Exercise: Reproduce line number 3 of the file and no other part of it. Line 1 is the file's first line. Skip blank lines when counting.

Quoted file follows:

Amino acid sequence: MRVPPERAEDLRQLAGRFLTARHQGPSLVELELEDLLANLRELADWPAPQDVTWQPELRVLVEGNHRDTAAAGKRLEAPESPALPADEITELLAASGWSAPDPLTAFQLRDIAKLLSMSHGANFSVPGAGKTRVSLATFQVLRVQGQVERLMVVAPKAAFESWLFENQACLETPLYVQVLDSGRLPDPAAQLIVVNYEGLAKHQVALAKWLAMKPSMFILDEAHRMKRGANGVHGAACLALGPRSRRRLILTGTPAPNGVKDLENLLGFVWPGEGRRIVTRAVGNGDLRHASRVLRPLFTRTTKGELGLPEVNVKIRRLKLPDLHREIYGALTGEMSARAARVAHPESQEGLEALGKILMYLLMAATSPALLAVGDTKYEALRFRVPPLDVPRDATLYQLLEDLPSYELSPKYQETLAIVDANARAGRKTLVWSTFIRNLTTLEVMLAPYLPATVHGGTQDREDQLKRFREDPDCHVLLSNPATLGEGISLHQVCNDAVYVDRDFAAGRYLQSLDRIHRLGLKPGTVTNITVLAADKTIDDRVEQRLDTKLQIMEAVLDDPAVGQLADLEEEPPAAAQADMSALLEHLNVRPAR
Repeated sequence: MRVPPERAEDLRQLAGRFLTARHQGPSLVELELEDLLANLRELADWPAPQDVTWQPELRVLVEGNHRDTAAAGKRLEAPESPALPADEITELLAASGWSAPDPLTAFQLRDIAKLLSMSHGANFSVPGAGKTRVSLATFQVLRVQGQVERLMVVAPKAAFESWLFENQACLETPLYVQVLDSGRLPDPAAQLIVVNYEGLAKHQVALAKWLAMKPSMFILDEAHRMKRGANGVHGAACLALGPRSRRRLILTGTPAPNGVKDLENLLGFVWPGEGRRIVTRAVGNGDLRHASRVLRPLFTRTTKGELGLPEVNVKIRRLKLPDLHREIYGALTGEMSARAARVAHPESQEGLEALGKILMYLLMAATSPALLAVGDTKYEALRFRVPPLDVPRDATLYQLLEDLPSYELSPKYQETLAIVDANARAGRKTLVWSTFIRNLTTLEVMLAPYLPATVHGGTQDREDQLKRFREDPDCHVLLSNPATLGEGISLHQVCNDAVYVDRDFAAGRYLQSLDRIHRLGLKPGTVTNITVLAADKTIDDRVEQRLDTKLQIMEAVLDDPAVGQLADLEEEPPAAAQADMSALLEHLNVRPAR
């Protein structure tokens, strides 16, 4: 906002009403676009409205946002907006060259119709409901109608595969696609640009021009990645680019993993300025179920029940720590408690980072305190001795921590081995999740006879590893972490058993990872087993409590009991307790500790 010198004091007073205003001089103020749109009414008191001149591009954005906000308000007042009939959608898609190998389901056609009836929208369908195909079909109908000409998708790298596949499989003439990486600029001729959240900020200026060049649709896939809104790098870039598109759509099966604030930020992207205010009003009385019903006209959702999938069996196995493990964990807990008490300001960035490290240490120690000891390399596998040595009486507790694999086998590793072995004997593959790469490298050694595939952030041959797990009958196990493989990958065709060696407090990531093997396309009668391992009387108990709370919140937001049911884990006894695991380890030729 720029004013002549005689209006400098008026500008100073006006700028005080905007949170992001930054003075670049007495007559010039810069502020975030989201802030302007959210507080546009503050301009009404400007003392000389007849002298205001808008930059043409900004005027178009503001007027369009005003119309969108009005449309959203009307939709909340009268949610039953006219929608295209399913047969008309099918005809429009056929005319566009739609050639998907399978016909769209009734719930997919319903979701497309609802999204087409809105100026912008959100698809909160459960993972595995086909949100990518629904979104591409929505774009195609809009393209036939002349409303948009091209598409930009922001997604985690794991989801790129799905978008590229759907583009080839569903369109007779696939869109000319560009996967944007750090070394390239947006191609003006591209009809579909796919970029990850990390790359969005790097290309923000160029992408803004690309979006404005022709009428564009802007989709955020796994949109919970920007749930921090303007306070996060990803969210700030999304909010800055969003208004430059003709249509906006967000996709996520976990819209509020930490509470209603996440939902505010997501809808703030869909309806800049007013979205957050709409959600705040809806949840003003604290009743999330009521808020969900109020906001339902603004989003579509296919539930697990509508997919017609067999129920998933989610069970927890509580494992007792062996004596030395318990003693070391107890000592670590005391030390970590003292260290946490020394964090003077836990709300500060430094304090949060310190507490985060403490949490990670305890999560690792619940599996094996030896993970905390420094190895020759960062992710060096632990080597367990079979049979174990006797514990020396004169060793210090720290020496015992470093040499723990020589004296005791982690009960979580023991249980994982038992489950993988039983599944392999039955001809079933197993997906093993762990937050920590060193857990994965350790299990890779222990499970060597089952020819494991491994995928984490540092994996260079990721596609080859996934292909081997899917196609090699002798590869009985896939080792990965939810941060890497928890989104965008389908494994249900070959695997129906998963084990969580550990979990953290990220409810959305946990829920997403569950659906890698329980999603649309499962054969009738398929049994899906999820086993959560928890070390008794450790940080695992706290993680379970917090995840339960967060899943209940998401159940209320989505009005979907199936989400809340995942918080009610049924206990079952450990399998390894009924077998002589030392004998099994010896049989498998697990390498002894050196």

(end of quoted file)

């Protein structure tokens, strides 16, 4: 906002009403676009409205946002907006060259119709409901109608595969696609640009021009990645680019993993300025179920029940720590408690980072305190001795921590081995999740006879590893972490058993990872087993409590009991307790500790 010198004091007073205003001089103020749109009414008191001149591009954005906000308000007042009939959608898609190998389901056609009836929208369908195909079909109908000409998708790298596949499989003439990486600029001729959240900020200026060049649709896939809104790098870039598109759509099966604030930020992207205010009003009385019903006209959702999938069996196995493990964990807990008490300001960035490290240490120690000891390399596998040595009486507790694999086998590793072995004997593959790469490298050694595939952030041959797990009958196990493989990958065709060696407090990531093997396309009668391992009387108990709370919140937001049911884990006894695991380890030729 720029004013002549005689209006400098008026500008100073006006700028005080905007949170992001930054003075670049007495007559010039810069502020975030989201802030302007959210507080546009503050301009009404400007003392000389007849002298205001808008930059043409900004005027178009503001007027369009005003119309969108009005449309959203009307939709909340009268949610039953006219929608295209399913047969008309099918005809429009056929005319566009739609050639998907399978016909769209009734719930997919319903979701497309609802999204087409809105100026912008959100698809909160459960993972595995086909949100990518629904979104591409929505774009195609809009393209036939002349409303948009091209598409930009922001997604985690794991989801790129799905978008590229759907583009080839569903369109007779696939869109000319560009996967944007750090070394390239947006191609003006591209009809579909796919970029990850990390790359969005790097290309923000160029992408803004690309979006404005022709009428564009802007989709955020796994949109919970920007749930921090303007306070996060990803969210700030999304909010800055969003208004430059003709249509906006967000996709996520976990819209509020930490509470209603996440939902505010997501809808703030869909309806800049007013979205957050709409959600705040809806949840003003604290009743999330009521808020969900109020906001339902603004989003579509296919539930697990509508997919017609067999129920998933989610069970927890509580494992007792062996004596030395318990003693070391107890000592670590005391030390970590003292260290946490020394964090003077836990709300500060430094304090949060310190507490985060403490949490990670305890999560690792619940599996094996030896993970905390420094190895020759960062992710060096632990080597367990079979049979174990006797514990020396004169060793210090720290020496015992470093040499723990020589004296005791982690009960979580023991249980994982038992489950993988039983599944392999039955001809079933197993997906093993762990937050920590060193857990994965350790299990890779222990499970060597089952020819494991491994995928984490540092994996260079990721596609080859996934292909081997899917196609090699002798590869009985896939080792990965939810941060890497928890989104965008389908494994249900070959695997129906998963084990969580550990979990953290990220409810959305946990829920997403569950659906890698329980999603649309499962054969009738398929049994899906999820086993959560928890070390008794450790940080695992706290993680379970917090995840339960967060899943209940998401159940209320989505009005979907199936989400809340995942918080009610049924206990079952450990399998390894009924077998002589030392004998099994010896049989498998697990390498002894050196």